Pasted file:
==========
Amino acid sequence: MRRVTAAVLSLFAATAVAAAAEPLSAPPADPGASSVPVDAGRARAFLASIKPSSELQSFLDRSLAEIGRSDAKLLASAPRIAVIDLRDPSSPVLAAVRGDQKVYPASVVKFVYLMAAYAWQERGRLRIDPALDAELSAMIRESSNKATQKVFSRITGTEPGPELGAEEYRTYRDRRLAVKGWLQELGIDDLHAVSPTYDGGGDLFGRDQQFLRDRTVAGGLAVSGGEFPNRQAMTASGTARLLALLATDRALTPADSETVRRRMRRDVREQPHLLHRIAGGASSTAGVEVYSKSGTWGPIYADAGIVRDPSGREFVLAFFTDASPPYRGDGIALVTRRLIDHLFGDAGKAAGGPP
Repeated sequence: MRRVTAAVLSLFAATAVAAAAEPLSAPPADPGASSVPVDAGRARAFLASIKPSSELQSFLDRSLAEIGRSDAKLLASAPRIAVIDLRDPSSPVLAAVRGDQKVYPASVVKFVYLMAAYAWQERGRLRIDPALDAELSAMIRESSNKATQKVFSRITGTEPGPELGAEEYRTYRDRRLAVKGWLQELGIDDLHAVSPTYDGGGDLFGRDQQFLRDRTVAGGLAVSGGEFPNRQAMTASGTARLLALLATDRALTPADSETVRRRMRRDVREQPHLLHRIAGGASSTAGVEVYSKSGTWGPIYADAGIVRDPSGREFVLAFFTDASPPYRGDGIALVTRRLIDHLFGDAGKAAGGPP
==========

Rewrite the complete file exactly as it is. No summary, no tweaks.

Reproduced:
Amino acid sequence: MRRVTAAVLSLFAATAVAAAAEPLSAPPADPGASSVPVDAGRARAFLASIKPSSELQSFLDRSLAEIGRSDAKLLASAPRIAVIDLRDPSSPVLAAVRGDQKVYPASVVKFVYLMAAYAWQERGRLRIDPALDAELSAMIRESSNKATQKVFSRITGTEPGPELGAEEYRTYRDRRLAVKGWLQELGIDDLHAVSPTYDGGGDLFGRDQQFLRDRTVAGGLAVSGGEFPNRQAMTASGTARLLALLATDRALTPADSETVRRRMRRDVREQPHLLHRIAGGASSTAGVEVYSKSGTWGPIYADAGIVRDPSGREFVLAFFTDASPPYRGDGIALVTRRLIDHLFGDAGKAAGGPP
Repeated sequence: MRRVTAAVLSLFAATAVAAAAEPLSAPPADPGASSVPVDAGRARAFLASIKPSSELQSFLDRSLAEIGRSDAKLLASAPRIAVIDLRDPSSPVLAAVRGDQKVYPASVVKFVYLMAAYAWQERGRLRIDPALDAELSAMIRESSNKATQKVFSRITGTEPGPELGAEEYRTYRDRRLAVKGWLQELGIDDLHAVSPTYDGGGDLFGRDQQFLRDRTVAGGLAVSGGEFPNRQAMTASGTARLLALLATDRALTPADSETVRRRMRRDVREQPHLLHRIAGGASSTAGVEVYSKSGTWGPIYADAGIVRDPSGREFVLAFFTDASPPYRGDGIALVTRRLIDHLFGDAGKAAGGPP